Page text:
I've said it many times: games can bring out the best in people.
In case you haven't noticed, gamification has become an important revenue tool that helps companies hook employees and customers into real, addictive engagement. Which is why Gartner analysts predict that by 2015, more than 50 percent of organizations will gamify their innovation processes.
Increasingly, nonprofits are learning the same lessons about the glories of gamification. Heard of the ALS ice bucket challenge, anyone? Or Movember's month-long challenge to grow a lovely mustache for charity? I recently wrote about this trend, noting that highly social, accessible, low barrier to entry games can go a long way towards getting employees engaged and keeping them captivated.
Nowhere is this equation more evident than in the national Super Service Challenge. Just four years after launching, this national contest has spurred 800 companies to engage more than 94,600 employees into service for 1,100 charities, with more than $3 million awarded to winning nonprofits.
With the motto "Transforming business through service," the Super Service Challenge invites employees to form teams which can serve the nonprofits that mean the most to them. Teams document their activities in a brief video, then share their video to earn votes, which wins their nonprofit more entries for prize drawings. The Super Service Challenge, which this year runs from September 1 to November 30, draws randomly from all entries in order to award cash prizes for use of the nonprofit chosen by winning teams.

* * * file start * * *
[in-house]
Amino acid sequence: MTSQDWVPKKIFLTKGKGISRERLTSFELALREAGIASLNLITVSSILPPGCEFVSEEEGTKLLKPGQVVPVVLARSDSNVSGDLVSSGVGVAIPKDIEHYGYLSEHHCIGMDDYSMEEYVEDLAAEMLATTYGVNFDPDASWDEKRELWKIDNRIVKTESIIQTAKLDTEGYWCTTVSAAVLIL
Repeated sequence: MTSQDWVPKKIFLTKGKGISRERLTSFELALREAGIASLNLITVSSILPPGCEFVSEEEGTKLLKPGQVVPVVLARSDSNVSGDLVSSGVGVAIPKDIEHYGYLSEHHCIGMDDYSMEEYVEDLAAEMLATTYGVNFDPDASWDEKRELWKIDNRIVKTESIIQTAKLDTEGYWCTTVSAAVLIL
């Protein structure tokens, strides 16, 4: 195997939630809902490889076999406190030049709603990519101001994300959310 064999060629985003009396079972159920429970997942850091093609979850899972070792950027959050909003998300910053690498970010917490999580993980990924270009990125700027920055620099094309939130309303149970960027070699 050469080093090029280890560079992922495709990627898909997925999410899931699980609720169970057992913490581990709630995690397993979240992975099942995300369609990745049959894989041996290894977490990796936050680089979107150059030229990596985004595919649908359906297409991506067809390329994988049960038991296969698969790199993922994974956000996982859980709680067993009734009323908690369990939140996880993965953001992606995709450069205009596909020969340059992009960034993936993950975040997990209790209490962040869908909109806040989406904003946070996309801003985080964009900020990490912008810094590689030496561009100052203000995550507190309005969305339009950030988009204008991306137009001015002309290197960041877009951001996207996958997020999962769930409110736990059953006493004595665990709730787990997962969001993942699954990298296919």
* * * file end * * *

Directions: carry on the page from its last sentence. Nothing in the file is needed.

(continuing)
This corporate giving challenge was launched in 2011 by Dave Lindsey, founder of DEFENDER, an Indianapolis-based service company. Through his own experience of steering DEFENDER's resources towards nonprofits chosen by employees, he found that giving back together changed the way employees viewed each other and had an extremely positive impact on morale. He believes that the "employee relationship completely changed" and notes that the company went on to enjoy its best quarter ever, transforming DEFENDER "from a giving company to a company of givers." Lindsey was so moved by this experience that he decided to start the Super Service Challenge to let other companies, employees and nonprofits enjoy the same benefits that he observed.
The contest graduated from a local challenge that drew participation from 80 teams in Indianapolis, with $200,000 given away to nonprofits, to a more regional movement when New Orleans Saints player Drew Brees partnered to take the challenge to New Orleans. Over 250 teams participated in New Orleans and $1 million was given away to nonprofits. Now the Super Service Challenge has become a national phenomenon, with more than 2,200 teams from 700 companies from 42 states participating last year, and $1,600,000 awarded to nonprofits.
As the spokesperson for the contest and the person whose foundation cuts the checks for winning nonprofits, Drew Brees continues to play an important role in the Super Service Challenge. Strategic partners include pro bono leaders such as Points of Light and A Billion Plus Change, as well as the organizers of 9/11 Day, the nation's largest annual day of charitable engagement.
Super Service Challenge wants to eliminate all obstacles for businesses to participate. So they've created an app and website that make the video upload process fast and simple, and the organization insists that all videos must be short in length and not professionally shot.
The results have been tremendous, with companies like Eli Lilly and Company, Wells Fargo, Astoria Federal Savings and Walt Danley Realty winning $25,000 each for their chosen nonprofits. Take a look at the videos submitted by these companies and you'll see what employee engagement and community impact look like in action. It's inspiring stuff, and obviously rewarding for everyone involved.
Do yourself and the world a favor: get your company involved in this national challenge. Get the word out to your employees. Play the game.